Five reasons why 'Hanna' is the best movie you'll see this Spring
As noted by most theatrical distributors and even studio execs during this week's ShoWest convention, er, CinemaCon in Las Vegas, the first quarter of 2011 wasn't exactly the movie industry's finest moment. Sure, there have been worse stretches, but outside of wide releases for Oscar nominated films you could count the number of quality films on one hand. April should improve this year's track record on a number of fronts. One film opening next month that will be talked about for quite some time is Joe Wright's "Hanna."
This pundit has been a fan of Wright's since he broke on the international scene with "Pride and Prejudice." He hit a high note with his follow up, the Oscar nominated "Atonement," but even the underrated "The Soloist" is a keen example of his visual flair and rich attention to detail. With "Hanna" he easily segues into action mode with an original thriller that constantly surprises and surpasses its source material. "Hanna" isn't the sort of film that is usually remembered during awards season and that's not why Wright made it (probably his mistake on "The Soloist"), but don't be surprised if it ends up on numerous top ten lists this December. To be blunt, it's already the second best film I've seen this year.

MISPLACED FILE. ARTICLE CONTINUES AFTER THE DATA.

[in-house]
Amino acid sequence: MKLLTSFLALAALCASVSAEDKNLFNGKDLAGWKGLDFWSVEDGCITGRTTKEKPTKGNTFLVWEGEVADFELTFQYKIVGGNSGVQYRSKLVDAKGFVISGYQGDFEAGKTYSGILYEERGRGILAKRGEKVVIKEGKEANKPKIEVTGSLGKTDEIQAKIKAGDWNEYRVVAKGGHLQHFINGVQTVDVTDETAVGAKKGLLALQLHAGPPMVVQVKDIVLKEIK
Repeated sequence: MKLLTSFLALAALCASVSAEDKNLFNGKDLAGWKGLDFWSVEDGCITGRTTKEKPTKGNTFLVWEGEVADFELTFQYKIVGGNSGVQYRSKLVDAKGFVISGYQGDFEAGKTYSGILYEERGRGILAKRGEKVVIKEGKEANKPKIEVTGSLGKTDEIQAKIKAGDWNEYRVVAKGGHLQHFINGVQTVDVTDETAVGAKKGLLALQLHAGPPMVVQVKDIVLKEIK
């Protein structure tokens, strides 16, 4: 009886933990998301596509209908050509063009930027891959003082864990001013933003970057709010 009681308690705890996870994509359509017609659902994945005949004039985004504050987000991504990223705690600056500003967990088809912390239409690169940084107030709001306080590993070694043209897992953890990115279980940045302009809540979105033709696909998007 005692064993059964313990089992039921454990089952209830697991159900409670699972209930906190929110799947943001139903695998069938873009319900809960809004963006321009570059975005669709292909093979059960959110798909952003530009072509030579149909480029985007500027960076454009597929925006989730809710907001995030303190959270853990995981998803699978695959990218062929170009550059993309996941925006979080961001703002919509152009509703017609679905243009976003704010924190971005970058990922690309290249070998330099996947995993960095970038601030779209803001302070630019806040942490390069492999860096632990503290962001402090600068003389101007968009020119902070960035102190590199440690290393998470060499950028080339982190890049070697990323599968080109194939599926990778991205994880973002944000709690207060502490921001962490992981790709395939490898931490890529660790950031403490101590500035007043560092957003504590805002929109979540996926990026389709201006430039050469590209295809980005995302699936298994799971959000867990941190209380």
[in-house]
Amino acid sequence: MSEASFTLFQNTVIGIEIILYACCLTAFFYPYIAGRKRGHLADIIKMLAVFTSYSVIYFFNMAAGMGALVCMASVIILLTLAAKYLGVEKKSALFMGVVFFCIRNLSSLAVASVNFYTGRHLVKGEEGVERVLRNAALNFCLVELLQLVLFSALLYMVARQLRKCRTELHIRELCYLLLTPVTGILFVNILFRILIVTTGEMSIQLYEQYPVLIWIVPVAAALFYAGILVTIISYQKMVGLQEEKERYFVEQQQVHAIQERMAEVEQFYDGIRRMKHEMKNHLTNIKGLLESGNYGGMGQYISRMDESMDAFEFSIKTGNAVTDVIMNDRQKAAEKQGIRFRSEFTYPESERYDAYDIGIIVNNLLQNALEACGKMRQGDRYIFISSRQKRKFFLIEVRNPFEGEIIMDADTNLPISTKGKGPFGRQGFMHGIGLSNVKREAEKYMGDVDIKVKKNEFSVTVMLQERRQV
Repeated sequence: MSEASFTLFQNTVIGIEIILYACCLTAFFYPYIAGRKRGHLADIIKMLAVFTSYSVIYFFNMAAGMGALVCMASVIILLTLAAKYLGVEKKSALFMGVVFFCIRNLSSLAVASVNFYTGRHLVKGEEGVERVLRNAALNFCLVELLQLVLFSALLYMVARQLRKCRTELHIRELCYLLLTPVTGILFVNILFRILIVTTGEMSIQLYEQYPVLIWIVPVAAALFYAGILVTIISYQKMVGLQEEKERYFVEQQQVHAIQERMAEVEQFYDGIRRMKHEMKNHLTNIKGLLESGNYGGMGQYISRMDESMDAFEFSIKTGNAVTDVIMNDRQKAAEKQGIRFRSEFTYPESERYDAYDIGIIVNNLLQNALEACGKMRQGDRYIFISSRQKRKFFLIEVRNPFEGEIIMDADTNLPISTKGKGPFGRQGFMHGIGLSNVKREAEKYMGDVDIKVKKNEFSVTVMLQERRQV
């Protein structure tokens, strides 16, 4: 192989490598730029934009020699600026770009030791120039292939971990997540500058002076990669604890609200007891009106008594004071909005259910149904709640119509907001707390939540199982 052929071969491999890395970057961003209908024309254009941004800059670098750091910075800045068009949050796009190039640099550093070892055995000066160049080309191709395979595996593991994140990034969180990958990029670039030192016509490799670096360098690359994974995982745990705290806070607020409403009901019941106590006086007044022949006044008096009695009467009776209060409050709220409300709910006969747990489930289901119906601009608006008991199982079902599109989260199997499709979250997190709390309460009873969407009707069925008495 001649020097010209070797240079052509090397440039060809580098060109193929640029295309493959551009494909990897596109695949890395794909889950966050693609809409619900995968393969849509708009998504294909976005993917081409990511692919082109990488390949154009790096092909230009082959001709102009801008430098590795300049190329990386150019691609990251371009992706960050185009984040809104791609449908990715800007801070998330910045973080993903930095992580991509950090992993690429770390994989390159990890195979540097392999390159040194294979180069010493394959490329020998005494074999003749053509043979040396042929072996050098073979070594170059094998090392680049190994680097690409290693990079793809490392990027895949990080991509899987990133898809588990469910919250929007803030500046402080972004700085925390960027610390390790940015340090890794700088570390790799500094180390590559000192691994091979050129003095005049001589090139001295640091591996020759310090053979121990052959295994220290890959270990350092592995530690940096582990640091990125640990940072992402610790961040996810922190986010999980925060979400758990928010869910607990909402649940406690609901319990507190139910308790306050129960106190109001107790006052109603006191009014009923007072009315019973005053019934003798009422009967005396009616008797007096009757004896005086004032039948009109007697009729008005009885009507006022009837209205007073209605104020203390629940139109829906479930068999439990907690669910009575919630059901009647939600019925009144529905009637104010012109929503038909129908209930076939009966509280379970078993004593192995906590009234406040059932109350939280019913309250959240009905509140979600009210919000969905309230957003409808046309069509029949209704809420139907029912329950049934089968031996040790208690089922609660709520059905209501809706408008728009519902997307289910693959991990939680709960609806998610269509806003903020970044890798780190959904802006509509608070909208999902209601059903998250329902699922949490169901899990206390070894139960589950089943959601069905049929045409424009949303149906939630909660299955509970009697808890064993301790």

HitFix's own Drew McWeeny will have a complete review later today, but in the meantime, here are five reasons why "Hanna" should make your must-see list this year.
Saorise Ronan isn't the next great actress, she already is one
Ronan gives a powerhouse turn as Hanna, a girl who knows little of the outside world and, despite her "programming," is instinctively curious about what is out there. To say Ronan rocks in this role is something of an understatement.
Joe Wright pulls off almost the impossible
The Oscar nominated director has already shown impressive storytelling skills, but here he turns a somewhat familiar conspiracy thriller on its head by making the substance just as prominent as the style.
Cate Blanchett is back
Blanchett has been something of a caricature in her last few performances veering off into the dangerously self aware world of Glenn Close in films such as "The Curious Case of Benjamin Button" and "Robin Hood," but in "Hanna," Wright pulls out the Oscar winner's best turn since her work in Todd Haynes' "I'm Not There."
An impressive score from "The Chemical Brothers"
In this scene, Hanna realizes she's being pursued and that the family she's with is in danger. Notice the distinct pauses in the score setting up the eventual pursuit.
Tom Hollander almost steals the show…again
Why British actor Tom Hollander doesn't work more in American films is incredibly puzzling. Especially considering his great work in the last two "Pirates of the Caribbean" films and the now classic satire "In the Loop." Joe Wright knows exactly how talented Hollander is. He's cast him in every film he's made besides "Atonement" (conflict with those never-ending "Pirates" flicks) and once again, the mercurial actor delivers. This time he's playing a German hitman for hire who moonlights as a Berlin club owner. Once you see the picture, all you have to know is Hollander picked out most of his own wardrobe to truly understand how fully realized his character of Issacs really is.
"Hanna" opens nationwide on April 8. Don't miss it.
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